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The Story of Welsh v. United States: Elliott Welsh's Two Religious Tests

Richard Garnett and Andrew Koppelman, eds., First Amendment Stories, Foundation Press (2011)

Northwestern Public Law Research Paper No. 12-34

27 Pages Posted: 14 Dec 2012  

Date Written: December 11, 2012

Abstract

Welsh v. United States (1970) presented the Supreme Court with the problem of whether conscientious objector status had to be extended to a person who rejected participation in war as a matter of conscience, but who was an avowed atheist. When it ruled in Welsh’s favor, the Court offered the fullest answer it has yet given to a central constitutional problem: the definition of the “religion” which is protected by the First Amendment. This article, based on extensive interviews with Elliott Welsh, tells his story for the first time. It also sheds light on the perennial problem of discerning the boundaries of the free exercise clause.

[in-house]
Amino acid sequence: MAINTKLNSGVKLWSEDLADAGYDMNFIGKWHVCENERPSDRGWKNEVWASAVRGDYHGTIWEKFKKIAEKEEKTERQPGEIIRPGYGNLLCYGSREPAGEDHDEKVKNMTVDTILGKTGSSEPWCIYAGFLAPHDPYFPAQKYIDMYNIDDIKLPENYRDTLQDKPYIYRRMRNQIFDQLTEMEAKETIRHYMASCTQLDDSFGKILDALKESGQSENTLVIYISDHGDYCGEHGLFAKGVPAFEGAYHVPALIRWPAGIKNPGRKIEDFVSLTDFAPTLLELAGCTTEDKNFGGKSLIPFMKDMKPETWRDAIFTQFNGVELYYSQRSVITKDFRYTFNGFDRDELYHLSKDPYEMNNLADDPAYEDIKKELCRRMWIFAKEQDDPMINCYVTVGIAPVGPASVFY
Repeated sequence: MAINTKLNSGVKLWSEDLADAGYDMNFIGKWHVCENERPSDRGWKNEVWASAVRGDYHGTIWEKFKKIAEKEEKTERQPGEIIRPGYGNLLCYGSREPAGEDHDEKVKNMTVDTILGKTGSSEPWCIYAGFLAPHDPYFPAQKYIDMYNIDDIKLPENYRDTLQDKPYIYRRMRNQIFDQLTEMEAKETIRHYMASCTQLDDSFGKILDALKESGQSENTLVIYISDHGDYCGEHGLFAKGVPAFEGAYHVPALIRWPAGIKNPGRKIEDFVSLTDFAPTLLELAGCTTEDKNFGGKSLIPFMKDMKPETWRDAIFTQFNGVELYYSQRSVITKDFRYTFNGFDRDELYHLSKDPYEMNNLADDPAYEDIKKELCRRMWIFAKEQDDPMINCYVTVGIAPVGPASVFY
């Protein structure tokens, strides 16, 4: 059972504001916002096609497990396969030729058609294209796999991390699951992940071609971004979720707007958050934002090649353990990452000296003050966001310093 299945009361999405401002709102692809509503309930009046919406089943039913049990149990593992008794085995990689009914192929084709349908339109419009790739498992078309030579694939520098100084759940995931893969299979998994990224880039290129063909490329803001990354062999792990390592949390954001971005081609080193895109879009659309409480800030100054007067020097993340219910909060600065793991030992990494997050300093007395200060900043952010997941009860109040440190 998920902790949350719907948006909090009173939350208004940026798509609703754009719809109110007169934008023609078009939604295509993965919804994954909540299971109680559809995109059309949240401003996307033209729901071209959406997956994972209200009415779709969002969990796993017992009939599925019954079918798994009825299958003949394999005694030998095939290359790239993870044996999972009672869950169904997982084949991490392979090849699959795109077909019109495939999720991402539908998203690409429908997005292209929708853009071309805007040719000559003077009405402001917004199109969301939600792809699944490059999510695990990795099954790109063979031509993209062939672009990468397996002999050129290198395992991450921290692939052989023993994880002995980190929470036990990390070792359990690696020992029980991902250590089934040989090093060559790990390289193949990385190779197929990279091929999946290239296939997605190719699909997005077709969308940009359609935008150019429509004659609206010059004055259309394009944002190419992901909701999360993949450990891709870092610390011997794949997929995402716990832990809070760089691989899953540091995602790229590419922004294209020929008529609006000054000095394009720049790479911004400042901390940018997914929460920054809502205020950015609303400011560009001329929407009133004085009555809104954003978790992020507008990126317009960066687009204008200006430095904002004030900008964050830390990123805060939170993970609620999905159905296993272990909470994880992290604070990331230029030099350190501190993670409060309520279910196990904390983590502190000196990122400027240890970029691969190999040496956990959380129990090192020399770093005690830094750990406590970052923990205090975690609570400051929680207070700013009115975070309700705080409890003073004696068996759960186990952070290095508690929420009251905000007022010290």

Keywords: Elliott Welsh, Religious Tests, United States, First Amendment

JEL Classification: K10, K19, K30, 39

Suggested Citation

Koppelman, Andrew, The Story of Welsh v. United States: Elliott Welsh's Two Religious Tests (December 11, 2012). Richard Garnett and Andrew Koppelman, eds., First Amendment Stories, Foundation Press (2011) ; Northwestern Public Law Research Paper No. 12-34. Available at SSRN: https://ssrn.com/abstract=2189269

Andrew M. Koppelman (Contact Author)

Northwestern University School of Law ( email )

375 E. Chicago Ave
Chicago, IL 60611
United States
312-503-8431 (Phone)

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